2009 Community Partners
One of the key goals of Tales from Planet Earth is to demonstrate the power of narrative to bring about change. While issues are important, issues don't move people - stories do! To that end, one of our guiding principles is to select films that emphasize compelling stories first and foremost. Another guiding principle is to offer audiences a chance to take action. When the lights come up after a flim, we want people to feel empowered to contribute to change.
So we have partnered with several community partners who work on the issues covered by many of the Tales films. Several of these partners hosted screenings of our festival films during 2008-2009. Then, during the 2009 festival, we offered these events that helped our partners use the films to their best advantage.
Troy Gardens was born of a community vision for a unique parcel of state-owned surplus land. The Friends of Troy Gardens (now Community GroundWorks at Troy Gardens) was incorporated as a non-profit organization in 2001 and today he;ps build community through a 5-acre community farm, community gardens and education programs, restoration of natural areas on the site, and over 30 units of mixed-income housing. Troy's mission is to nurture a meaningful relationship between people and the land, grow wholesome and organic food for local tables, regenerate urban natural areas, cultivate a diverse learning community, teach what they practice, and foster healthy communities and personal well-being.
UW-Madison student Anna Zeide developed an outreach campaign around the festival with Troy Gardens. Continue to follow their efforts on Twitter at Tales from Troy.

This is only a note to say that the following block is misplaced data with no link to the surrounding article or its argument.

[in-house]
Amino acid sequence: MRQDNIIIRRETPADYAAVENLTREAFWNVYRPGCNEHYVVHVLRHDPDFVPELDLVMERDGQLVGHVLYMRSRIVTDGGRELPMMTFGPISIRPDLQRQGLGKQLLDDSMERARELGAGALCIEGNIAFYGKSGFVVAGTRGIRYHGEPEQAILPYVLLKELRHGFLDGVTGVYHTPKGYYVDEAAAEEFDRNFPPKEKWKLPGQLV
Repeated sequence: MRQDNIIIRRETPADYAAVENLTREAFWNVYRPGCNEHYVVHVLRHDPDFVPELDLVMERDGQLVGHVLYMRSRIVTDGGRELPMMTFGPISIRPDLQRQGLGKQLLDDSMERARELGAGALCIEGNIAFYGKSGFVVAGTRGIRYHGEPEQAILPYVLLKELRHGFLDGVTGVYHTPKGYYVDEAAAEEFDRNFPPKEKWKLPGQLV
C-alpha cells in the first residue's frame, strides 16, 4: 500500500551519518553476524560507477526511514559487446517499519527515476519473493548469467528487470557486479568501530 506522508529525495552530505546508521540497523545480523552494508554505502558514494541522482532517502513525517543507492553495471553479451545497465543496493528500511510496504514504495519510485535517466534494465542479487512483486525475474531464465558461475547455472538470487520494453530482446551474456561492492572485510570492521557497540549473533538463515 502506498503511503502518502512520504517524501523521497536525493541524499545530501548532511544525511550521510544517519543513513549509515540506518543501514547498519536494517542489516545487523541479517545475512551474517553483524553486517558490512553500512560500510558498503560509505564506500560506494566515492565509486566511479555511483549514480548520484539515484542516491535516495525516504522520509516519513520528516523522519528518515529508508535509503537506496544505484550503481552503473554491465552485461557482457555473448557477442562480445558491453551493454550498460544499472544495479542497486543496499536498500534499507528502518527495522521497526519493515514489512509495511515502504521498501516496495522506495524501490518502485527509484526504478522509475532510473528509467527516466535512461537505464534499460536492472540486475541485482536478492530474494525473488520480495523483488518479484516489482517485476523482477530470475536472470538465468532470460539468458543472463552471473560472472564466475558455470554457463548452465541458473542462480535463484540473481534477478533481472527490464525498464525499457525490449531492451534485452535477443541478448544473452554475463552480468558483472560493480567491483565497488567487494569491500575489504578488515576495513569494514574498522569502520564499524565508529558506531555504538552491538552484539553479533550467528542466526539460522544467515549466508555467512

CHOW (Cooking Healthy Options in Wisconsin) is a program of Wisconsin Homegrown Lunch, itself a partnership of the REAP Food Group and UW's Center for Integrated Agriculture Systems. CHOW (the name stressing that kids have choices when choosing what foods to eat) began in 2006 when chefs Tory Miller and Eva Ringstrom from L'Etoile Restaurant in Madison, WI, wanted to share their passion for preparing fresh, local foods with school children. Encouraged by enthusiastic response from teachers and students alike, the program, working with Madison's Sherman Middle School, has expanded to create a series of monthly, recipe-based lessons that are now a regular part of the 7th grade experience at Sherman, as well as a school garden and a program for 8th graders to help prepare breakfast at a winter farmer's market.
First United Methodist Church, located just one block off Madison's Capitol Square and in the mid-section of Madison's isthmus, is geographically positioned to be of particular service and help to those in need in the Madison community. FUMC's Outreach Ministries seek to build and enhance trust relationships with its neighborhood and its diverse residents. FUMC works collaboratively with other metro agencies, including Madison Urban Ministry, Transitional Housing, Inc., and the Dane County Food Pantry Network. Their outreach work includes a Food Pantry, Community Holiday meals, staffing and hospitality at the Men's Drop-in Shelter, and other ongoing initiatives. Their goal is to expand coordinated resources to those underserved persons across the city. The more than 60 volunteers who work at FUMC's Food Pantry, established in 1984, serve 800 to 1,200 people per month, more than half of whom are age 18 or under.
The Four Lakes Wildlife Center is a program of Dane County Humane Society, founded in 2002 as a partnership between DCHS and a local wildlife rehabilitator. In its first summer alone, the fledgling wildlife program received over 200 patients. Today, through dedicated support and volunteers, it has expanded extensively and continues its mission to care for the ill, injured, and orphaned wildlife of south central Wisconsin and to promote education and awareness of the crucial role of wildlife in our community.